noblew – 2008-04-11 8:51 PM Ahem…errr…**tentative smile**, as well as being a writer…**blushes**…I’m a reviewer. **quickly ducks** I see my job as having two main roles: 1) Helping potential readers know whether a book is the sort which would appeal to them, or perhaps entice them to give a new genre a try. 2) Providing an honest, thoughtful and educated critique to the author. I have actually had thank you letters from authors whose work I’ve reviewed. Thankfully, so far, they’ve been nice letters but I expect a day may come when I’ll receive the other sort as well. (I guess, a form of negative review in reverse!) I would hope that an author could garner some information from every review, good or bad, which would help them grow. However, I know that there are some power-mad creeps out there who take delight in pulling someone else down. They are easy to spot – their reviews are usually vitriolic and spiteful. Why not write a review of their review and send it back? HAHAHAHA Just don’t do it to me, ok?
I don’t have anything against reviewers. Not even the power hungry ones. I know something most reviewers don’t know. . .even lousy reviews sell books.
Now, realistically, there are only about a dozen print review sources that sell books in big number, and about the same number of TV outlets that sell books in big numbers. But there’s a saying in publishing that’s absolutely true. “A good review in the right place will sell one hundred thousand books. A bad review in the same place will sell ninety thousand books.”
Most people, it seems, remember the book and the writer, but forget what the reviewer actually says about the book itself. A few days after reading a review, they buy the book because they remember reading about it somewhere, but don’t remember what was said about it.
To this day, no book has had more bad reviews, or fewer good reviews, than “The Bridges of Madison County,” but it still holds the record for most hardcpver sales of an adult novel. There were hundreds of truly horrible reviews, but the book hit the top of the NYT bestseller list three times, and stayed there for years.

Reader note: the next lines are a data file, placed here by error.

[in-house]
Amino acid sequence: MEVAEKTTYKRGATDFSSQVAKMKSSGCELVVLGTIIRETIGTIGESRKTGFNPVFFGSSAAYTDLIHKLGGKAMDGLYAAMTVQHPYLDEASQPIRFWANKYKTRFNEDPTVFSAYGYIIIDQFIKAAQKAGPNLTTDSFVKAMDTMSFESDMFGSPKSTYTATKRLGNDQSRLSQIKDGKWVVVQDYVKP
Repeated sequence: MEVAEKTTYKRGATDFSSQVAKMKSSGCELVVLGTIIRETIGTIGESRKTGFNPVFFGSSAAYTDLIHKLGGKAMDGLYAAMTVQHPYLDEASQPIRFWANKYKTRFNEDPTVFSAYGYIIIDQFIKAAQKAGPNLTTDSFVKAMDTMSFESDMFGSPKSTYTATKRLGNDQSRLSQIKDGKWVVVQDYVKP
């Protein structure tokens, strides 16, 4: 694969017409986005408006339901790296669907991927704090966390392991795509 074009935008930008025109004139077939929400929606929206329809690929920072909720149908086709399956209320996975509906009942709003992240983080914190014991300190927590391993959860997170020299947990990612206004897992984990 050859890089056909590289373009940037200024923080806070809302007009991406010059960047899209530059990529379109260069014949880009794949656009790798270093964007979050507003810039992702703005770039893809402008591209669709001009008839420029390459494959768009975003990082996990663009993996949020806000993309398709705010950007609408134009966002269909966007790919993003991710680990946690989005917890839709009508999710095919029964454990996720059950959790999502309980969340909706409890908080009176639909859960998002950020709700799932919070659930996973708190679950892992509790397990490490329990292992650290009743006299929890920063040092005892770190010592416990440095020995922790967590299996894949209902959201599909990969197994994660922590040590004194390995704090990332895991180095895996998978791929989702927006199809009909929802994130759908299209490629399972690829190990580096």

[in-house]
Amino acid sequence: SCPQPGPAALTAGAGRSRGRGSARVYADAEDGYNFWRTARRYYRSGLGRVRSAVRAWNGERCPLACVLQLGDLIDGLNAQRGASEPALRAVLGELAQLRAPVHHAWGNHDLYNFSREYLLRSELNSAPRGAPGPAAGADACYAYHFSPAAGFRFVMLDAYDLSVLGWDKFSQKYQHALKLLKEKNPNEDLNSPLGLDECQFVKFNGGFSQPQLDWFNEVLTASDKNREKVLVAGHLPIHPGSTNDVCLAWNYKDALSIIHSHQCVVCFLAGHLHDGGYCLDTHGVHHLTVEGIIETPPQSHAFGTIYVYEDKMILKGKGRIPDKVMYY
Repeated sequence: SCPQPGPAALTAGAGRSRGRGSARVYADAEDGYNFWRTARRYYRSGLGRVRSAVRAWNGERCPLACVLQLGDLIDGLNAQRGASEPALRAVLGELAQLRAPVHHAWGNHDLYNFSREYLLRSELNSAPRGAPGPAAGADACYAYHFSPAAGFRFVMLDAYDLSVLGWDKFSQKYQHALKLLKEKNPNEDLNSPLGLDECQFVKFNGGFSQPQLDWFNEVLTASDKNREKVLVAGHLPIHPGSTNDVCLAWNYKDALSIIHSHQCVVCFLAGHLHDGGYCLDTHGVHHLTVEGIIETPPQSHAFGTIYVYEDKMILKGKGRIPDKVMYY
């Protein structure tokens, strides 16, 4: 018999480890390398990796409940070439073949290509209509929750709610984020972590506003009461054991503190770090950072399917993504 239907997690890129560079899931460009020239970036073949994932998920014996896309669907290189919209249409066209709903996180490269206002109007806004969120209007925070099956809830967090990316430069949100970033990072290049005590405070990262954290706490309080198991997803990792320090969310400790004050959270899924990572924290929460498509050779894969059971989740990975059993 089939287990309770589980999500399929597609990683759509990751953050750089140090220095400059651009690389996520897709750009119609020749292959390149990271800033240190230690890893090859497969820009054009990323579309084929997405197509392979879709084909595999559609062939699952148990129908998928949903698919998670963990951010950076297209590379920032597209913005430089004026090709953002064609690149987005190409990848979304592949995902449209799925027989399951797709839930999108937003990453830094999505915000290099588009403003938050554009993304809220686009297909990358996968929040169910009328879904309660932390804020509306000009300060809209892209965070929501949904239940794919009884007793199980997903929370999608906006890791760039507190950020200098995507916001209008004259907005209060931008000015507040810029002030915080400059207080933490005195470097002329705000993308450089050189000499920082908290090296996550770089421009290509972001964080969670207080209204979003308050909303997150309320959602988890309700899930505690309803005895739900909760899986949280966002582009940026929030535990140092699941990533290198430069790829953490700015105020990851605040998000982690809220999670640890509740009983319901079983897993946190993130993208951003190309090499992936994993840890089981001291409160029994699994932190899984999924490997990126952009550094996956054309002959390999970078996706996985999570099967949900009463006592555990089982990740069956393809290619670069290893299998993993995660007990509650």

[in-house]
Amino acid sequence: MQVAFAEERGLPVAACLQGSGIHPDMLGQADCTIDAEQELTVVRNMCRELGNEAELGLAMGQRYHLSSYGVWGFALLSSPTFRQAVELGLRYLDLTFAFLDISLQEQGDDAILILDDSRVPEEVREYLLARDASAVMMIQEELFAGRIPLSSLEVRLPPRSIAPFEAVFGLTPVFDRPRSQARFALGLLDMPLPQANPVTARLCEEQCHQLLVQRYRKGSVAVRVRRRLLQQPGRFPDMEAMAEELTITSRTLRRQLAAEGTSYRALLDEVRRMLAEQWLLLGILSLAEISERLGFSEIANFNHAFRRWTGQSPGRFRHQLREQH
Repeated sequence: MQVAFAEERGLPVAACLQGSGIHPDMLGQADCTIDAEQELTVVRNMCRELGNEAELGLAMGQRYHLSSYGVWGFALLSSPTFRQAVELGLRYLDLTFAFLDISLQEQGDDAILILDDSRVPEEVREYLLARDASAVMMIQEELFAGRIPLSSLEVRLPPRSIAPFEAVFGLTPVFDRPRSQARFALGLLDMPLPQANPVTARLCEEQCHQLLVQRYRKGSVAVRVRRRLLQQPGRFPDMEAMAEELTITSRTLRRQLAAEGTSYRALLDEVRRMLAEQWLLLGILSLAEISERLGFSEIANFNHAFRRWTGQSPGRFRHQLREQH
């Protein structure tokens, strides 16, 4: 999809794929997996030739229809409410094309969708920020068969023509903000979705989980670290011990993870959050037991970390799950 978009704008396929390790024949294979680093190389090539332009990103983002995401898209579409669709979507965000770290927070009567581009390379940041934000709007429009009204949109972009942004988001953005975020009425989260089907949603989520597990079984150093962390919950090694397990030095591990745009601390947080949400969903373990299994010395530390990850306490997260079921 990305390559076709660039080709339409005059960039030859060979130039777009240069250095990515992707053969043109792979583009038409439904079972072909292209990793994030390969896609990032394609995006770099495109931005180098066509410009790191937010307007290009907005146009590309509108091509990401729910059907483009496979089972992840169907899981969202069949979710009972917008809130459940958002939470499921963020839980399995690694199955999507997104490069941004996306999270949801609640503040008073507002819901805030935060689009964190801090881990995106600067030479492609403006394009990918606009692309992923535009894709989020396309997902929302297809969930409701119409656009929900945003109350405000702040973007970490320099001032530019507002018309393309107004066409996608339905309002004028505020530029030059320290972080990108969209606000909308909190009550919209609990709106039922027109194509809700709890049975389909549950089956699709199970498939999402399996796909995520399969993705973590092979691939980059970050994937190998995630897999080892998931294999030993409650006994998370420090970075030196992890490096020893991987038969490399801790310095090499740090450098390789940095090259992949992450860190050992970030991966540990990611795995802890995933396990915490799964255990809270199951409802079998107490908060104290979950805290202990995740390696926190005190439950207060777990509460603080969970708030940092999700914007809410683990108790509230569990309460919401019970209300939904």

This does not mean publishers pay no attention to reviewers. If the review is in the right place, a publisher will use it as a jacket blurb, and will even listen to it. The first time I had a novel reviewed in The New York Review of Books, the reviewer’s last line was something like “In Ben Hawkins, James A. Ritchie has created a character worthy of a sequel.”
My editor called me the day the review came out, read the review to me, and pretty much ordered me to write a sequel immediately. Talk about a fast track book. I had a contract in hand before I even wrote a query or a synopsis.
Another great place for a writer to get reviewed, and here good reviews do matter, is Library Journal. Libraries automatically order books that make the NYT Bestseller List, but newer writers often have to fight for space in libraries. You won’t get rich from library sales, but you will get the kind of exposure that matters. Readers find you in a library, and then look for you in bookstores.
The thing is, word of mouth is what sells books. All reviews do is convince a few readers to buy the book, and a bad review convinces almost as many readers to buy the book as does a good review. After that, it’s up to readers. If they talk about the book, if they recommend it to friends, who in turn recommend it to other friends, you get big sales numbers. If, on the other hand, buyers don’t like it, don’t recommend it to friends, even great reviews matter not at all. Books with lousy reviews hit bestseller status routinely, and books with great reviews flop routinely.
It kind of goes back to what Georganna said in that most any publicity is good. Or, as it’s usually put, “There’s no such thing as bad publicity.”
What matters with books isn’t what the reviewer says, but where he says it. Space is hard to come by in the large review magazines and newspapers, so if a reviewer does give your book space, it’s a good review, no matter what it says.